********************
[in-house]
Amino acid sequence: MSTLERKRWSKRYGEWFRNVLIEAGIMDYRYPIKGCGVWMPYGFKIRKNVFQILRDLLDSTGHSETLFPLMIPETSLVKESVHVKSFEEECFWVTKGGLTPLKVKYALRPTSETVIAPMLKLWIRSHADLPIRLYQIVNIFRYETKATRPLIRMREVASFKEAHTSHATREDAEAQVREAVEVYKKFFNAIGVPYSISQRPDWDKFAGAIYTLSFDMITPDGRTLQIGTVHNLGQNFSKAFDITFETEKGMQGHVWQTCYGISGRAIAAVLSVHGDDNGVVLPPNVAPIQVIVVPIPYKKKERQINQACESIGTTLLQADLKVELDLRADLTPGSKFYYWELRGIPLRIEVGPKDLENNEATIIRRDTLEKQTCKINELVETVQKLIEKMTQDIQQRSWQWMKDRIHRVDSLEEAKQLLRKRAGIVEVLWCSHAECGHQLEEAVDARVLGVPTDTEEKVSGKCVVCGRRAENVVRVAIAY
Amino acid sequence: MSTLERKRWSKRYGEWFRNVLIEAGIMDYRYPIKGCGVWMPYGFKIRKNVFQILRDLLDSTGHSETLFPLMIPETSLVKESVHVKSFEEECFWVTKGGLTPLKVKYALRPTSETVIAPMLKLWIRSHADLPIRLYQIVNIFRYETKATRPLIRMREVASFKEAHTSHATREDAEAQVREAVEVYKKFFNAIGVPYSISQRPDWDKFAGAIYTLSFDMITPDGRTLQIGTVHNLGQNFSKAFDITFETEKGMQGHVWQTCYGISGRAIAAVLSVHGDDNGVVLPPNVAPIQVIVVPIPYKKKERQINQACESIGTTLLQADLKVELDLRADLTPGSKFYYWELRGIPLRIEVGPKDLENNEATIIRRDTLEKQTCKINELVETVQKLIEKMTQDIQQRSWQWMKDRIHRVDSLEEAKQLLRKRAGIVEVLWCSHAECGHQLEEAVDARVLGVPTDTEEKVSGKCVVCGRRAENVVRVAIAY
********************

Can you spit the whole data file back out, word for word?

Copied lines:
[in-house]
Amino acid sequence: MSTLERKRWSKRYGEWFRNVLIEAGIMDYRYPIKGCGVWMPYGFKIRKNVFQILRDLLDSTGHSETLFPLMIPETSLVKESVHVKSFEEECFWVTKGGLTPLKVKYALRPTSETVIAPMLKLWIRSHADLPIRLYQIVNIFRYETKATRPLIRMREVASFKEAHTSHATREDAEAQVREAVEVYKKFFNAIGVPYSISQRPDWDKFAGAIYTLSFDMITPDGRTLQIGTVHNLGQNFSKAFDITFETEKGMQGHVWQTCYGISGRAIAAVLSVHGDDNGVVLPPNVAPIQVIVVPIPYKKKERQINQACESIGTTLLQADLKVELDLRADLTPGSKFYYWELRGIPLRIEVGPKDLENNEATIIRRDTLEKQTCKINELVETVQKLIEKMTQDIQQRSWQWMKDRIHRVDSLEEAKQLLRKRAGIVEVLWCSHAECGHQLEEAVDARVLGVPTDTEEKVSGKCVVCGRRAENVVRVAIAY
Amino acid sequence: MSTLERKRWSKRYGEWFRNVLIEAGIMDYRYPIKGCGVWMPYGFKIRKNVFQILRDLLDSTGHSETLFPLMIPETSLVKESVHVKSFEEECFWVTKGGLTPLKVKYALRPTSETVIAPMLKLWIRSHADLPIRLYQIVNIFRYETKATRPLIRMREVASFKEAHTSHATREDAEAQVREAVEVYKKFFNAIGVPYSISQRPDWDKFAGAIYTLSFDMITPDGRTLQIGTVHNLGQNFSKAFDITFETEKGMQGHVWQTCYGISGRAIAAVLSVHGDDNGVVLPPNVAPIQVIVVPIPYKKKERQINQACESIGTTLLQADLKVELDLRADLTPGSKFYYWELRGIPLRIEVGPKDLENNEATIIRRDTLEKQTCKINELVETVQKLIEKMTQDIQQRSWQWMKDRIHRVDSLEEAKQLLRKRAGIVEVLWCSHAECGHQLEEAVDARVLGVPTDTEEKVSGKCVVCGRRAENVVRVAIAY